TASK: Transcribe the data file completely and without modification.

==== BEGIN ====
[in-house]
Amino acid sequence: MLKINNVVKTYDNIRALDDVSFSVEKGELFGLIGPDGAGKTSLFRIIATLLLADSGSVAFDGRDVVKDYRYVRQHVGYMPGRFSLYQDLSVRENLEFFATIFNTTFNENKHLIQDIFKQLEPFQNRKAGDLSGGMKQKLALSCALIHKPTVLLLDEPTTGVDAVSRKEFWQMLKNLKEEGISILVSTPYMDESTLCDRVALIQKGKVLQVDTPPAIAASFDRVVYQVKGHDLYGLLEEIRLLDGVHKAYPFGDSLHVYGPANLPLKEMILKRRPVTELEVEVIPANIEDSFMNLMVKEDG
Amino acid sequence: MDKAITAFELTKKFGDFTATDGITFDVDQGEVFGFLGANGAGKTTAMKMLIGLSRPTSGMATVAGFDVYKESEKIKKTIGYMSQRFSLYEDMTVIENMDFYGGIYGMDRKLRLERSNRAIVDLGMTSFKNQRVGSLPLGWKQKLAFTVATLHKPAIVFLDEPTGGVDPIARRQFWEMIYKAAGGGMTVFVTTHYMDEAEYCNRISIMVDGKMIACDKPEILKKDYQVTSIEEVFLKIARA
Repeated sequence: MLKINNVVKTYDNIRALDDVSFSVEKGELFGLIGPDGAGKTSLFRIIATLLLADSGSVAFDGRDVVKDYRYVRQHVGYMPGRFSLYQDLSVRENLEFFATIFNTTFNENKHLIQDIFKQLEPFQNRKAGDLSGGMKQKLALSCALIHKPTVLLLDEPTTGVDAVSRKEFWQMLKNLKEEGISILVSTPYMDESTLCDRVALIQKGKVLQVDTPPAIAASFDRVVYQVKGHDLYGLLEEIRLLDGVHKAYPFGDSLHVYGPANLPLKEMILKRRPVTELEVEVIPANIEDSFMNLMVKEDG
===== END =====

[in-house]
Amino acid sequence: MLKINNVVKTYDNIRALDDVSFSVEKGELFGLIGPDGAGKTSLFRIIATLLLADSGSVAFDGRDVVKDYRYVRQHVGYMPGRFSLYQDLSVRENLEFFATIFNTTFNENKHLIQDIFKQLEPFQNRKAGDLSGGMKQKLALSCALIHKPTVLLLDEPTTGVDAVSRKEFWQMLKNLKEEGISILVSTPYMDESTLCDRVALIQKGKVLQVDTPPAIAASFDRVVYQVKGHDLYGLLEEIRLLDGVHKAYPFGDSLHVYGPANLPLKEMILKRRPVTELEVEVIPANIEDSFMNLMVKEDG
Amino acid sequence: MDKAITAFELTKKFGDFTATDGITFDVDQGEVFGFLGANGAGKTTAMKMLIGLSRPTSGMATVAGFDVYKESEKIKKTIGYMSQRFSLYEDMTVIENMDFYGGIYGMDRKLRLERSNRAIVDLGMTSFKNQRVGSLPLGWKQKLAFTVATLHKPAIVFLDEPTGGVDPIARRQFWEMIYKAAGGGMTVFVTTHYMDEAEYCNRISIMVDGKMIACDKPEILKKDYQVTSIEEVFLKIARA
Repeated sequence: MLKINNVVKTYDNIRALDDVSFSVEKGELFGLIGPDGAGKTSLFRIIATLLLADSGSVAFDGRDVVKDYRYVRQHVGYMPGRFSLYQDLSVRENLEFFATIFNTTFNENKHLIQDIFKQLEPFQNRKAGDLSGGMKQKLALSCALIHKPTVLLLDEPTTGVDAVSRKEFWQMLKNLKEEGISILVSTPYMDESTLCDRVALIQKGKVLQVDTPPAIAASFDRVVYQVKGHDLYGLLEEIRLLDGVHKAYPFGDSLHVYGPANLPLKEMILKRRPVTELEVEVIPANIEDSFMNLMVKEDG